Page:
"To preserve the reputation of the Fraternity unsullied must be your constant care."

Sunday, January 30, 2011

Covington, KY Scottish Rite Building On The Block

We are murderers of our own posterity.

Last year I had the opportunity to visit the Covington, Kentucky Scottish Rite Vallet, just across the Ohio River from Cincinnati. Friend and Brother S. Brent Morris was in town speaking, and it gave me an excuse to see a terrific presentation, as well as a beautiful Masonic building.

Looks like I went just in time.

Originally built in 1956 at the height of Freemasonry's U.S. popularity, the building is now considered by its members to be too big, and too expensive. It has no parking of its own. And it's not in the best or most convenient part of town anymore. Haven't we all heard this before.

So, the members have put the building—once the Scottish Rite home of KFC founder Col. Harland Sanders—up for sale in the most challenging real estate market since WWII began. The reason cited is to construct a new building half its size, which will give them a Rite Care facility cheaper than modifying the existing center. Covington's secretary Fred Bryant says it's not because of membership losses, that they are staying steady at 2,500, with about 100 attending convocations twice a year.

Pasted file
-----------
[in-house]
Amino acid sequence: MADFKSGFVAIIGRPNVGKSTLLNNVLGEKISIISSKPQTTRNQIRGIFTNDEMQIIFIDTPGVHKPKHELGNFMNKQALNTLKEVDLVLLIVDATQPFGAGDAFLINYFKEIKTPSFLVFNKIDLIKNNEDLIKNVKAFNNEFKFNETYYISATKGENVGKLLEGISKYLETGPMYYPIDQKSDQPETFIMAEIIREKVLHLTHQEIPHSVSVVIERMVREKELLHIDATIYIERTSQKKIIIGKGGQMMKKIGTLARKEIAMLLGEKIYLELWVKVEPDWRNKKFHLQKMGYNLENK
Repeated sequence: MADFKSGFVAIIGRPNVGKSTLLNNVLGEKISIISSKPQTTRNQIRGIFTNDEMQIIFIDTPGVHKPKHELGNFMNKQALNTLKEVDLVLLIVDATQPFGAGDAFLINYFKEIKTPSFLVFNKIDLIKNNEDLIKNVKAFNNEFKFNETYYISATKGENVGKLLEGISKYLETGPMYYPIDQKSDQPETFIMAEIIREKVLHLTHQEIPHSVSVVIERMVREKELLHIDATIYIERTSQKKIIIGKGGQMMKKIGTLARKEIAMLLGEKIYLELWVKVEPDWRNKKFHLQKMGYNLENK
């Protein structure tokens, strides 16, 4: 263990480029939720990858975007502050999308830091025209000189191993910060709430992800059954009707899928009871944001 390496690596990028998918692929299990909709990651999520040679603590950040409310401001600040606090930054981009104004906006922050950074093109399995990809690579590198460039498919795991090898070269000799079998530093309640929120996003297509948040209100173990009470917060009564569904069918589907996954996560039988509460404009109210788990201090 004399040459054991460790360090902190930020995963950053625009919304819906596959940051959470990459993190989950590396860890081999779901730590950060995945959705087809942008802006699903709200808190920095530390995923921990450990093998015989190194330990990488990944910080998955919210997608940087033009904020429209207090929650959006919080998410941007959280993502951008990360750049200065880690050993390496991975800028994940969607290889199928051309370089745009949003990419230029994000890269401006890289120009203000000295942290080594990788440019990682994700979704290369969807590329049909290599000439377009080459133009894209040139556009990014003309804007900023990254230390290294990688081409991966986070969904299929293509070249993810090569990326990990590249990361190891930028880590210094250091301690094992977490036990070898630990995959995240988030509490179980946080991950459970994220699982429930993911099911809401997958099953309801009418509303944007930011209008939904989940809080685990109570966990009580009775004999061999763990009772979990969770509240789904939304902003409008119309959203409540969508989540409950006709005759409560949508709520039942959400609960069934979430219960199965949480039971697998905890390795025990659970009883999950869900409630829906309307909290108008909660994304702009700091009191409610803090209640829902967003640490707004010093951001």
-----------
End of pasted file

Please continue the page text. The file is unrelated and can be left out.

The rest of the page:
The center has a beautiful 700-seat auditorium, two lodge rooms and a dining hall. Its magnificent entry is flanked by two stone sphinxes. Its welcoming foyer and other architectural details can never be equalled in a new, more "economical" building.

Already the price has been dropped.

I don't know their situation in Covington, so I'm speaking out of class here. But how I wish we would be more innovative and less inclined to pitch our heritage overboard when the roof starts leaking or the place needs re-plumbing. Our fathers and grandfathers sacrificed to build these temples. No, Freemasonry isn't its buildings—but these buildings are a part of us, of what we were and are, and should still be a source of pride and service to the members and the community.

They didn't ask us to build better than they did. They simply expected us to just maintain them and pass them on to the next generation. It's the least we can do.

See Covington landmark for sale by Jeff McKinney at Cincinnati.com


  1. I absolutely agree. As a young Mason (23 years old, MM for less than a year) it saddens me to see an older generation giving up on decades of work to build up the fraternity. Yes, times are hard, but shouldn't we all tighten our belts and sacrifice a little bit? It seems that we're giving away what little we have for reasons of convenience.

    Will there be any monumental Scottish Rite temples around when I petition years from now? Masonic buildings are some of the few examples of beautiful architecture left in the US. It's a shame we don't value them more.

  2. My Great Grandfather, Gordon Augustus Willis, was a 33rd Degree, Scottish Rite FreeMason, who attended this lodge. He was the head city engineer of Covington, KY and passed away in 1987. If you Google him, you can find pictures of him real easy. WHen I found some young pictures of him, I found out that I'm a spitting image.


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